Pups are born on the short-lived seasonal platform of pack ice. Each female gives birth to only one pup; twins are extremely rare. Pups weigh 11 kg (24 pounds) at birth, but they lack the thick layer of blubber present in adults. Instead, they are insulated by their thick fur and obtain energy from their mothers’ milk, which is rich in fat. During their 12-day nursing period, pups gain about 2 kg (4.4 pounds) per day of blubber, which allows them to attain a weight of approximately 36 kg (79 pounds) at weaning. Weaning is abrupt as females stop nursing their young in order to mate with males. During this time, since the pups do not feed for up to six weeks, they may lose over 50 percent of their body mass. Eventually, hunger motivates the pups to enter the water and start feeding on their own.
Average-sized adults of both sexes measure 1.8 metres in length (6 feet). Male harp seals typically weigh 135 kg (300 pounds), females weigh 120 kg (265 pounds), and the largest adults may reach 180 kg (400 pounds). The face of an adult harp seal is completely black, while the gray coloration of its body is accented by a black harp-shaped marking on its back. Adults typically hold this coloration between five years of age and the end of their lives. The maximum life span for the harp seal is 35 years.
Adult seals mate either within the water or on top of ice floes. When fertilization occurs, the egg develops into a blastocyst, which floats freely within the uterus for four months until it implants itself in the uterine lining for active development. This delay in implantation stretches gestation time to 11.5 months and effectively postpones the birth of young to the period when enough pack ice is available to act as a whelping platform.
Harp seals are not strong divers compared with other seal species. Their maximum dive depth is 370 metres (1,200 feet), and they may stay underwater for only 16 minutes before resurfacing. Though they consume a wide variety of prey, their diet is centred on small fishes such as capelin (Mallotus villosus), Arctic cod (Boreogadus saida), or polar cod (Arctogadus glacialis). They also eat numerous invertebrates. Contrary to popular belief, harp seals rarely consume the commercially important Atlantic cod (Gadus morhua). Polar bears (Ursus maritimus), killer whales (Orcinus orca), and large sharks are the natural predators of harp seals.
Proven history of neglect;
Canada has a proven history of neglecting the environment & of ignoring valid scientific information. The Canadian government claims that a wild population of a species is healthy until the moment that harvesting is no longer profitable. It is only after the economic advantage of a hunt is lost and that the population is decimated that the government chooses to protect an endangered species by that time its beyond preservation and this is why the European Union must never allow ban on the sales of any seal products to be lifted.
Beluga Whales – In 1982 Canada left the IWC which is the International Whaling Commission. The Canadian government had been repeatedly warned about the unsustainability of whaling, yet the government neglected to stop this practice.
As taken from the Government of Canada’s website below are statistics about the ‘harvest’ of Beluga whales.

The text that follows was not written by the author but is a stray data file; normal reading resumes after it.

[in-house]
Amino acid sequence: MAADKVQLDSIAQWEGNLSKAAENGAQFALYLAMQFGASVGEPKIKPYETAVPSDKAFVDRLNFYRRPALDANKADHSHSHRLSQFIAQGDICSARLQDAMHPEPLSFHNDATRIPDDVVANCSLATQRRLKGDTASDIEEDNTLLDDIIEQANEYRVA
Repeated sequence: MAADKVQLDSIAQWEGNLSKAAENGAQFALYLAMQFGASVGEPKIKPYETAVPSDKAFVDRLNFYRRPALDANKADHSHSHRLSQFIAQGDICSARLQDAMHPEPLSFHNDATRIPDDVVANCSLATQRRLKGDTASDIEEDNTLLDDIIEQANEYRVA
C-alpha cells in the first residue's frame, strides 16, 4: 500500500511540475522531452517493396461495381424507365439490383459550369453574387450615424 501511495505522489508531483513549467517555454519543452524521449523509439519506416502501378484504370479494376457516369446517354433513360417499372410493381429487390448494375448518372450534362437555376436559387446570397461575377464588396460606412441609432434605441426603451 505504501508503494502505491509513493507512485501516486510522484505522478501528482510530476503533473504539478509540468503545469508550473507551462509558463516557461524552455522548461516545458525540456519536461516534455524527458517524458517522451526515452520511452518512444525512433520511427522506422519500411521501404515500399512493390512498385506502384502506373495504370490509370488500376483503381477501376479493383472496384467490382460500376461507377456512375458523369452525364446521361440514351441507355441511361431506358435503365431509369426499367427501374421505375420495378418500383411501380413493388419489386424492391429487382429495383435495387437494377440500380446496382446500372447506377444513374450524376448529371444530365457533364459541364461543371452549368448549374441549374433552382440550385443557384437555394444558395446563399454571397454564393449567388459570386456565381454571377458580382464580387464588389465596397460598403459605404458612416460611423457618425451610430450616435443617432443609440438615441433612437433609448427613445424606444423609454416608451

The total cumulative numbers of belugas caught for commercial purposes, uncorrected for sunken animals, were about:
- 9,000 in western Hudson Bay (1949-1970);
- 9,900 in eastern Hudson Bay (1752-1916);
- 14,500 in the St. Lawrence Estuary (1868-1960).
The current population of Belugas in the St Lawrence Estuary is approximately 1000 which are less than 10% of the original population prior to whaling. 1000 is far from a healthy population size, especially considering that Belugas are one of the most susceptible species to environmental pollution. Many whales have to be disposed of as toxic waste due to the high level of pesticide and chemical contamination.
The Hudson Bay area fared a little better, the current population there is estimated to be 25000. This still means that 50% of the population in this area was wiped out.
The global Beluga population has been listed as vulnerable on the IUCN Red List of Threatened species since 1994. Yet Canada still allows 800 Beluga whales to be harvested annually by aboriginals. This is why Canada is one of the few developed countries that is not a member of the IWC.
Clearly Canada has failed Beluga whales, but Belugas have been lucky compared to other whales.
Humpback Whales – ‘These giants of the deep are slow swimmers—making them easy targets for whalers in the first half of the 20th century. They were killed by the thousands for their blubber. Now protected, humpback populations have grown to nearly 20,000 worldwide—about 20 per cent of their original numbers. Roughly 2,000 live in the northern Pacific today. But the protections must be maintained to ensure the long-term survival of this majestic species.’
The above quote has been taken from the government of Canada’s website. What the government of Canada’s website buries near the bottom of its page is that Humpbacks had been protected by the IWC since 1955, regardless of this the Canadian government continued to allow humpback whaling for an additional 10 years. This was 10 years after world opinion had indicated that the Humpback was endangered and should be protected at all cost. Whaling did not cease until 1965. The population was so low that it was not economically feasible to continue whaling this species.